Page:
An Exceptional Experience – Richard I. Levin
“I want you to know it has been an exceptional experience here at McGill. My wife Jane and I had very high expectations of what this adventure might be like and literally every one of them was fulfilled.” These words of farewell from Vice Principal (Health Affairs) and Dean of Medicine, Richard I. Levin, were recorded in a special video address to the Faculty’s alumni community. He thanked and praised the numerous McGillians who have greeted him along the way and whose generosity has helped the Faculty continue to boldly expand the scope of its critical mission.
Five years of dramatic physical transformations on campus and beyond, the galvanizing of McGill’s vast health sciences community behind common causes, a once-in-a-generation strategic planning initiative, fundraising success of historic proportions, not to mention adaptation to a new city, new culture and new country – it has been quite the term for Levin.
Dr. Richard I. Levin came to McGill in 2006 from the New York University (NYU) School of Medicine, where he was Vice-Dean for Education, Faculty and Academic Affairs. He practiced medicine for 25 years at New York’s Bellevue Hospital and held several other clinical and academic posts, including full professor of medicine at NYU and Director of Training Programs in Cardiovascular Disease. As a cardiologist, his particular interests have been endothelial cell biology and the prevention of atherothrombotic events. He was highly involved in the development of new information technologies in medical education, having established NYU’s Advanced Learning Exchange (ALEX), a computer-based educational environment.
Levin has received numerous awards and honours, including the Heart of New York Mission Award in recognition of his 20-plus years of leadership at the American Heart Association and the David Johnston Award, for his exemplary service in encouraging alumni support of McGill’s medical endeavours.
His profound respect for the Oslerian tradition, coupled with a commitment to readying medicine for the future, especially in the new era of genomics, found a natural home at McGill’s Faculty of Medicine. His tenure was a time of important change and progress.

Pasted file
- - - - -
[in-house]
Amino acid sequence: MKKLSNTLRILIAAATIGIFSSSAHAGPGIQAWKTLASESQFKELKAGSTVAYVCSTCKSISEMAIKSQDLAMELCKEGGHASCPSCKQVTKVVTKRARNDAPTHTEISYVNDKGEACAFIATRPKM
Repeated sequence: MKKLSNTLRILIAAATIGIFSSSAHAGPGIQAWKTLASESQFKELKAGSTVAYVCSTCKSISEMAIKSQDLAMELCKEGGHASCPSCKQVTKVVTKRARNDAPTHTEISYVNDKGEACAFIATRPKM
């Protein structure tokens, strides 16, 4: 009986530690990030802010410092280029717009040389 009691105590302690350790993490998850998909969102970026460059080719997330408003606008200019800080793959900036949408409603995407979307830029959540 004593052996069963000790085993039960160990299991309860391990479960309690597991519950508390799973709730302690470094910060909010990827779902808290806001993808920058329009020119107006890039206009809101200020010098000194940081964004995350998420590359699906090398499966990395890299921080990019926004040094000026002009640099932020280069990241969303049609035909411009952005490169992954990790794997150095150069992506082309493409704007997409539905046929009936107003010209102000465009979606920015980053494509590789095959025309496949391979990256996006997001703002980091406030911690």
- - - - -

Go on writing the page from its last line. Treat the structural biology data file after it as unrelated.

Through the strategic planning exercise, “Think Dangerously,” he challenged faculty members to reinvent the future of medical education and research. The results of the 48 months of work include the upcoming implementation of a revamped undergraduate curriculum. He also successfully collaborated with McGill’s health partners to create the McGill Academic Health Network, which will align efforts between the Faculty and the McGill University Health Centre, St. Mary’s Hospital Center, the Jewish General Hospital and the Douglas Mental Health University Institute.
The last five years were also marked by enormous growth. The Life Sciences Complex – the largest infrastructure project in McGill’s history – was opened in 2008, thanks to the vision and perseverance of several Faculty members. It includes the Bellini Building and the Rosalind and Morris Goodman Cancer Research Centre, as well as the McIntyre Medical Sciences Building and the Stewart Biology Building. Another pivotal achievement came just this spring when the world-renowned genomicist, Mark Lathrop, took the helm of the McGill University and Génome Québec Innovation Centre. Levin was integral to these and numerous other efforts, from the recruitment of new chairs and directors to the establishment of new bursaries and scholarships – adroitly playing the role of leader, negotiator and visionary. Levin had the distinct pleasure at the beginning of 2011 to announce that the Faculty had surpassed its fundraising goal of $130 million, testimony to his ability to rally many people behind a vision and important causes.